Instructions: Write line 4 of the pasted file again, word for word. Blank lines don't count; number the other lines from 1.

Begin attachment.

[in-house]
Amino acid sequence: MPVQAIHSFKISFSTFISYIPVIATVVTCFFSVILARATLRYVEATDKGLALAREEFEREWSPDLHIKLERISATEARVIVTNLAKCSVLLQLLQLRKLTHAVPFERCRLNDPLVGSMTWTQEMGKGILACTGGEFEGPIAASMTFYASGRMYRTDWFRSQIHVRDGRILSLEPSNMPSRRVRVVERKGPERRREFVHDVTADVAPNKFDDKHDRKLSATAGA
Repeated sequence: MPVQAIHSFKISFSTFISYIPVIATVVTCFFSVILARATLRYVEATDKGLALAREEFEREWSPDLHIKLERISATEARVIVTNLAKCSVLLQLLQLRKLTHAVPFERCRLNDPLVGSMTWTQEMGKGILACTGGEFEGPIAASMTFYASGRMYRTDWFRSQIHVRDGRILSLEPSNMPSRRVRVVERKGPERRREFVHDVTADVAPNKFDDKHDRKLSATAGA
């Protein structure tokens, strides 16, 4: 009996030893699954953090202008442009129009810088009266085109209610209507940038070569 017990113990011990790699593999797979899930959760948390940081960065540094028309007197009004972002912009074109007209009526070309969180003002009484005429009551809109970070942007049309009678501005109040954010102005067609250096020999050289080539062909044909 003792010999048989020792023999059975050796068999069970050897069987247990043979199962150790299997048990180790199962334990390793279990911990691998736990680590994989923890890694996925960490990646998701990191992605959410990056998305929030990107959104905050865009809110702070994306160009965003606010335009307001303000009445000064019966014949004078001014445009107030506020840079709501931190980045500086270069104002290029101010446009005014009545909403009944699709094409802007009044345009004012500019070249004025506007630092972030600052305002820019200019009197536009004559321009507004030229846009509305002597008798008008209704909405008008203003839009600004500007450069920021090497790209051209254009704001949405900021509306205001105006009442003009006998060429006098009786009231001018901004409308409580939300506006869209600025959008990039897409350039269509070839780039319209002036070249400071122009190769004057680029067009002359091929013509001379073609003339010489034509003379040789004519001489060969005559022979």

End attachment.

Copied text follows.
């Protein structure tokens, strides 16, 4: 009996030893699954953090202008442009129009810088009266085109209610209507940038070569 017990113990011990790699593999797979899930959760948390940081960065540094028309007197009004972002912009074109007209009526070309969180003002009484005429009551809109970070942007049309009678501005109040954010102005067609250096020999050289080539062909044909 003792010999048989020792023999059975050796068999069970050897069987247990043979199962150790299997048990180790199962334990390793279990911990691998736990680590994989923890890694996925960490990646998701990191992605959410990056998305929030990107959104905050865009809110702070994306160009965003606010335009307001303000009445000064019966014949004078001014445009107030506020840079709501931190980045500086270069104002290029101010446009005014009545909403009944699709094409802007009044345009004012500019070249004025506007630092972030600052305002820019200019009197536009004559321009507004030229846009509305002597008798008008209704909405008008203003839009600004500007450069920021090497790209051209254009704001949405900021509306205001105006009442003009006998060429006098009786009231001018901004409308409580939300506006869209600025959008990039897409350039269509070839780039319209002036070249400071122009190769004057680029067009002359091929013509001379073609003339010489034509003379040789004519001489060969005559022979």